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The Dandy Warhols

The Best of the Capitol Years (1995-2007)

(Capitol; US: 24 Aug 2010; UK: 19 Jul 2010)

“Don’t pay any attention to what they write about you. Just measure it in inches.”
—Andy Warhol


The Portland quartet known as the Dandy Warhols were born kicking and screaming in 1993, making music to, ahem, “drink to”, an alternative soundtrack for slackers, stoners, and midnight tokers which celebrated the permanent vacations of the elegantly wasted. Think Keith Richards with New Wave hair. Lead Dandy Courtney Taylor-Taylor had clearly been educated at the School of Rock. His motley crew of carefully recruited outsiders looked chic (fringes, cheekbones, hips), borrowed from the best (Stones, Velvets, Bowie, Dylan), fanned drug rumors for kicks, and actively encouraged chaos, disorder, and public nudity at gigs. The doors of perception were wedged permanently open. Just like the truly great, they had their own proper film celebrating their rise (the unmissable Dig!) and, for bonus cool, their own imagined TV theme song. The Mount Rushmore of Rock surely had space for Taylor’s snarling mug.


The Capitol Years captures their time in the fast lane, livin’ la vida loca, lounging in limos popping pills and reading Sartre. Whereas their penniless urchin contemporaries coughed “sell out” from the dungeons of indie clubs, Taylor looked to the stars: number ones, billboards, mansions, initialled bathrobes, art dealing, golf. There are a good half-a-dozen moments here when, dammit, it should have worked. It’s so close you can taste it in the grooves. The Dandys had a gift for fizzy four-minute space pop, from the mechanical bull rides of “Everyday Should Be a Holiday”, “Boys Better”, and “Bohemian Like You”, to the dreamy, twinkling Bowie-esque “Last High” and perky newbie “This Is the Tide”—all white-hot, genius pop with skyscraper melodies. Even the tracks time forgot such as “The Scientist” and “Plan A” now seem expertly fashioned, fixing the foundations for funky futurists like Hot Chip and MGMT. It was exhilarating, joyous pop that deserved to be beamed from radios, clubs, TVs, and enormodomes alike, not chained and weeping in some grimy basement bar to an audience of three devotees and a dog called Bobby.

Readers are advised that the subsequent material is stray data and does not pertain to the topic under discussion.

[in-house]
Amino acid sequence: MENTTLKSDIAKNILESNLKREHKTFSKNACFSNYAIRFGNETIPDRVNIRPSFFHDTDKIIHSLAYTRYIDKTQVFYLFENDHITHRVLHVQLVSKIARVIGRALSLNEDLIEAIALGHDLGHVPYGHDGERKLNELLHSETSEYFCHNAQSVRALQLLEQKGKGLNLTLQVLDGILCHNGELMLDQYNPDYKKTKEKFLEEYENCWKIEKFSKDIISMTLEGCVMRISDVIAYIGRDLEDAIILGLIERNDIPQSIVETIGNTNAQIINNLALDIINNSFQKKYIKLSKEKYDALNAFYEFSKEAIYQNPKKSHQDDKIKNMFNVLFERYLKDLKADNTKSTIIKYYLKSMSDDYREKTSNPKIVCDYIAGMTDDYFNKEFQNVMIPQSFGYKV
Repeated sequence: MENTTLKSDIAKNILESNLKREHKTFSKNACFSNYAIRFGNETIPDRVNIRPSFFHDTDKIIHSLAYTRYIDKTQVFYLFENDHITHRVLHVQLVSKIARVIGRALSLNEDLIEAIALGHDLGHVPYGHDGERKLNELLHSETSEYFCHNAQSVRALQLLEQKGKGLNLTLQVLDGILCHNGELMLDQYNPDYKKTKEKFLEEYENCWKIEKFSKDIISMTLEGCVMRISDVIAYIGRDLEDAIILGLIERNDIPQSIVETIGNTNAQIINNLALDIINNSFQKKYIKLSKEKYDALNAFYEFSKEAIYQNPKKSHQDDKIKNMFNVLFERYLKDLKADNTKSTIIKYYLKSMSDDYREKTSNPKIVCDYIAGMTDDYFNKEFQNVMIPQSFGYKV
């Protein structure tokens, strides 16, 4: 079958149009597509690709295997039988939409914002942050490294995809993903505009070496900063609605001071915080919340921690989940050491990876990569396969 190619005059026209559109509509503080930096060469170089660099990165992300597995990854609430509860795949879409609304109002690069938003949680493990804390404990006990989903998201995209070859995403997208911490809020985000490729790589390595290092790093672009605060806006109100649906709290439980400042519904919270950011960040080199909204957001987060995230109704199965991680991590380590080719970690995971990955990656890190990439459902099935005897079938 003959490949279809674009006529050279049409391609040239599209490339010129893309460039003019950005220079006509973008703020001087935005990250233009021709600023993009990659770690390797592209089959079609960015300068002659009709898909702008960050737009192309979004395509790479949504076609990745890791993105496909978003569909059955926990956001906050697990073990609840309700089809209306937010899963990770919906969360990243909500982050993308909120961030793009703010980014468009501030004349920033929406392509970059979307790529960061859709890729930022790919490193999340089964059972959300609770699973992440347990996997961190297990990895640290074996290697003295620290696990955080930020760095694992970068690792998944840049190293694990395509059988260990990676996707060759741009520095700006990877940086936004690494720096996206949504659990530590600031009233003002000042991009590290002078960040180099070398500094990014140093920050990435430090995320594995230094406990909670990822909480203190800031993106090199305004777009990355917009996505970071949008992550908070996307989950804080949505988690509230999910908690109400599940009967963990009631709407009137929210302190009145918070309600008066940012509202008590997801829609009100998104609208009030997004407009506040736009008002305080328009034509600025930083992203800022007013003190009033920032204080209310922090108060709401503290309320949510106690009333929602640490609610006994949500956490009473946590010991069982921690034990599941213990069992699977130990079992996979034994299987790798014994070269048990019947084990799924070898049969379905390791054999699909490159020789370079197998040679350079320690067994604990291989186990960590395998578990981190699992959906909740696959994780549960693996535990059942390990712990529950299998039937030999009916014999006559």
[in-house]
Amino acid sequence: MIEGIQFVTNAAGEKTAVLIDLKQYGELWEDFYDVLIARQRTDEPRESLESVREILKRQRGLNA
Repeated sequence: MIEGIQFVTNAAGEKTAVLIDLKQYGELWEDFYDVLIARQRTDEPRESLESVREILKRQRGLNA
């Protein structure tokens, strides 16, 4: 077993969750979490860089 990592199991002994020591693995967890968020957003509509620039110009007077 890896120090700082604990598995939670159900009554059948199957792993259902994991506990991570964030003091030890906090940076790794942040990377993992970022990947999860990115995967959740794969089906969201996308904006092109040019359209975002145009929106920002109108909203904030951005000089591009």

As the millennium turned, it looked like the Dandys’ star was gonna burn as brightly in reality as it did in Taylor’s brainbox. Put your 3D glasses on now please, folks! For five good years, fate rained down successful albums, soundtrack offers (the peak was the cult gem Veronica Mars), and eight UK Top-40 hits. OK, let’s politely skip aside the fact that their biggest smash, “Bohemian Like You”, was partly indebted to a TV commercial. (Shake your novelty “sell out” maracas here.) Look! There’s LaChappelle directing their breakout video, Mark Knopfler offering guitar spanking services, and Duran Duran’s Nick Rhodes tweaking knobs! Hell, they even founded their own Mecca for beatniks and freakniks (à la Warhol) dubbed “The Odditorium”. It was all happening, baby, and they were The Happening.


But then the Rock ‘n’ Roll Removals Van pulled up outside and it all got taken away: the hits, the headlines, the fans, the big bucks record contract, the fancy rugs. Rock ‘n’ roll is the coolest, but it can turn cold pretty darn quick. Listening back today, sipping on a gin and juice and reflecting on those halcyon days, it’s pretty easy to see why things turned out like they did. Taylor-Taylor, for all of his ambition, was always torn between “Pop” and “Art”, the penthouse and the basement studio. His musical twin and the co-star of Dig!, Anton Newcombe from the actually bonkers Brian Jonestown Massacre, was seemingly always clawing at Taylor’s underground conscience either explicitly (the oddly touching lyrics to “Not If You Were the Last Junkie on Earth”) or implicitly (the hazy trip-outs like “Good Morning” and “Godless” that float in between the hits). Taylor wanted to sit in the high chair and stick it to the man. The businessman and the artist. Freedom in chains. It was this dichotomy which was always going to confuse and ultimately alienate them from the pop masses who, frankly, just wanna rock. The fact that Dig! showed the Dandys to be educated, mannered, and polite (if a touch snooty) didn’t help either. Rock ‘n’ roll must be wild, dangerous, and preferably dead. The press cried “humbug!” and the Warhols were sent to bed without supper. 


You can sell your dreams to Daddy Warbucks and get splashed across Rolling Stone, but immortality is never a given. By releasing songs like “Godless”—six sun-fried minutes crossing the Mexican border whilst loaded on peyote—or the stoned seven-plus minutes of country rock on “Holding Me Up”, Taylor was always subliminally sabotaging his own empire. One of the rules of rock ‘n’ roll clearly states you can only corrupt the mainstream for so long. (It’s page 342, I think.) In their lifetime, Primal Scream walked the same line, too, lauded for wandering off the path, but then finding themselves abandoned. But their heroes never sold many records either. Their reward is that they leave a legacy which reflects who they really were: In this case, The Capitol Years plays a winning hand and is, dear adventurous reader, well worth the trip. If, as their spiritual namesake believed, “Everyone will be famous for 15 minutes”, maybe the Dandys just ran out of time. But at least it sounds like they rode the hell out of it.

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